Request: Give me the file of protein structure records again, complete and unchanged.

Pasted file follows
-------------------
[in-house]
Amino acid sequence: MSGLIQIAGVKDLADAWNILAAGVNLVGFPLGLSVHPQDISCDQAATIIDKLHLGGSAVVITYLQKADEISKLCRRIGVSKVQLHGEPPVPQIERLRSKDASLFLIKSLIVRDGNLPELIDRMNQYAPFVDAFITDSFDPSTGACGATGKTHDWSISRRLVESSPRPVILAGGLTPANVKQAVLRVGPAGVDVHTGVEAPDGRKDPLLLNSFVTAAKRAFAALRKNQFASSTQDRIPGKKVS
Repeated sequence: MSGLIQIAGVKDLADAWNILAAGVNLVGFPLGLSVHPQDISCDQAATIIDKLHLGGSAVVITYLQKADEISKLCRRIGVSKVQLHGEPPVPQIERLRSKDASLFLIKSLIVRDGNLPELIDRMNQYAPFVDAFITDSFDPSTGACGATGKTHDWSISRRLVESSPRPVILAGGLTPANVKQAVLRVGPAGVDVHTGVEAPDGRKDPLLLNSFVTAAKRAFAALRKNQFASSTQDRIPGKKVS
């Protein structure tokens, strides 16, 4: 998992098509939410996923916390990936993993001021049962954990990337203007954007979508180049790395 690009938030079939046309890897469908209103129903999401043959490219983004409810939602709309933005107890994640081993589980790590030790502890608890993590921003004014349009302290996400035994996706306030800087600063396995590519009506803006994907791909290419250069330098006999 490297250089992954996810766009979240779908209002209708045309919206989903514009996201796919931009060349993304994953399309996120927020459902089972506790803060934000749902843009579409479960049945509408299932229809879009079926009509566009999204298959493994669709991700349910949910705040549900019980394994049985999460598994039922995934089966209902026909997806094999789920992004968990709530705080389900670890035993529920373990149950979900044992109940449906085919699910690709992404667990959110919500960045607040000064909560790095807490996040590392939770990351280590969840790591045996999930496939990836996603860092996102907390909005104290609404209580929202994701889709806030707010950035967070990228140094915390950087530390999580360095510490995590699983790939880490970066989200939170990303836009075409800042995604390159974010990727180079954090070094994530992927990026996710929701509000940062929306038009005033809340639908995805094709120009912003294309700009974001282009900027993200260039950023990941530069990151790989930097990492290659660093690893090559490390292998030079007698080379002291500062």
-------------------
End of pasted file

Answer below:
[in-house]
Amino acid sequence: MSGLIQIAGVKDLADAWNILAAGVNLVGFPLGLSVHPQDISCDQAATIIDKLHLGGSAVVITYLQKADEISKLCRRIGVSKVQLHGEPPVPQIERLRSKDASLFLIKSLIVRDGNLPELIDRMNQYAPFVDAFITDSFDPSTGACGATGKTHDWSISRRLVESSPRPVILAGGLTPANVKQAVLRVGPAGVDVHTGVEAPDGRKDPLLLNSFVTAAKRAFAALRKNQFASSTQDRIPGKKVS
Repeated sequence: MSGLIQIAGVKDLADAWNILAAGVNLVGFPLGLSVHPQDISCDQAATIIDKLHLGGSAVVITYLQKADEISKLCRRIGVSKVQLHGEPPVPQIERLRSKDASLFLIKSLIVRDGNLPELIDRMNQYAPFVDAFITDSFDPSTGACGATGKTHDWSISRRLVESSPRPVILAGGLTPANVKQAVLRVGPAGVDVHTGVEAPDGRKDPLLLNSFVTAAKRAFAALRKNQFASSTQDRIPGKKVS
């Protein structure tokens, strides 16, 4: 998992098509939410996923916390990936993993001021049962954990990337203007954007979508180049790395 690009938030079939046309890897469908209103129903999401043959490219983004409810939602709309933005107890994640081993589980790590030790502890608890993590921003004014349009302290996400035994996706306030800087600063396995590519009506803006994907791909290419250069330098006999 490297250089992954996810766009979240779908209002209708045309919206989903514009996201796919931009060349993304994953399309996120927020459902089972506790803060934000749902843009579409479960049945509408299932229809879009079926009509566009999204298959493994669709991700349910949910705040549900019980394994049985999460598994039922995934089966209902026909997806094999789920992004968990709530705080389900670890035993529920373990149950979900044992109940449906085919699910690709992404667990959110919500960045607040000064909560790095807490996040590392939770990351280590969840790591045996999930496939990836996603860092996102907390909005104290609404209580929202994701889709806030707010950035967070990228140094915390950087530390999580360095510490995590699983790939880490970066989200939170990303836009075409800042995604390159974010990727180079954090070094994530992927990026996710929701509000940062929306038009005033809340639908995805094709120009912003294309700009974001282009900027993200260039950023990941530069990151790989930097990492290659660093690893090559490390292998030079007698080379002291500062």